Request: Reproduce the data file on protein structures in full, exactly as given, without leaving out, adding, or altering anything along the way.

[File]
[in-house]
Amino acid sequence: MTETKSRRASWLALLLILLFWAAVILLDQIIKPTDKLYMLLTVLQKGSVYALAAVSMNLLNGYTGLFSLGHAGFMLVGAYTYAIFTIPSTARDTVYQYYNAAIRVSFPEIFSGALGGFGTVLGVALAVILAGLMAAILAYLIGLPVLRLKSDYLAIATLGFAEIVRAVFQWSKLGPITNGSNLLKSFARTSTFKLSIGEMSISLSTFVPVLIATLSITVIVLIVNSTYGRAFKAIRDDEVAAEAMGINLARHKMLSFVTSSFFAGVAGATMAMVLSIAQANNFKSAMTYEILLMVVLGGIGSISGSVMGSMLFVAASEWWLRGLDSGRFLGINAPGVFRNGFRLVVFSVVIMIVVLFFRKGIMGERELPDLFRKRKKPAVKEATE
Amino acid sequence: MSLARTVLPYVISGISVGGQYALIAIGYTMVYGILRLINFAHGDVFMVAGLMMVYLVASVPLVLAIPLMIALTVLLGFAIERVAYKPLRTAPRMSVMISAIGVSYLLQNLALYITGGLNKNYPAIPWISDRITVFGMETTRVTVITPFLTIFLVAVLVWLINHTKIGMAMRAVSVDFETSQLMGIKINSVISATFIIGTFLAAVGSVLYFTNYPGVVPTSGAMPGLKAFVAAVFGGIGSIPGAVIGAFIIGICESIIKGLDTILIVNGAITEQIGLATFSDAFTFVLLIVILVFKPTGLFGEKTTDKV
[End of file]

[in-house]
Amino acid sequence: MTETKSRRASWLALLLILLFWAAVILLDQIIKPTDKLYMLLTVLQKGSVYALAAVSMNLLNGYTGLFSLGHAGFMLVGAYTYAIFTIPSTARDTVYQYYNAAIRVSFPEIFSGALGGFGTVLGVALAVILAGLMAAILAYLIGLPVLRLKSDYLAIATLGFAEIVRAVFQWSKLGPITNGSNLLKSFARTSTFKLSIGEMSISLSTFVPVLIATLSITVIVLIVNSTYGRAFKAIRDDEVAAEAMGINLARHKMLSFVTSSFFAGVAGATMAMVLSIAQANNFKSAMTYEILLMVVLGGIGSISGSVMGSMLFVAASEWWLRGLDSGRFLGINAPGVFRNGFRLVVFSVVIMIVVLFFRKGIMGERELPDLFRKRKKPAVKEATE
Amino acid sequence: MSLARTVLPYVISGISVGGQYALIAIGYTMVYGILRLINFAHGDVFMVAGLMMVYLVASVPLVLAIPLMIALTVLLGFAIERVAYKPLRTAPRMSVMISAIGVSYLLQNLALYITGGLNKNYPAIPWISDRITVFGMETTRVTVITPFLTIFLVAVLVWLINHTKIGMAMRAVSVDFETSQLMGIKINSVISATFIIGTFLAAVGSVLYFTNYPGVVPTSGAMPGLKAFVAAVFGGIGSIPGAVIGAFIIGICESIIKGLDTILIVNGAITEQIGLATFSDAFTFVLLIVILVFKPTGLFGEKTTDKV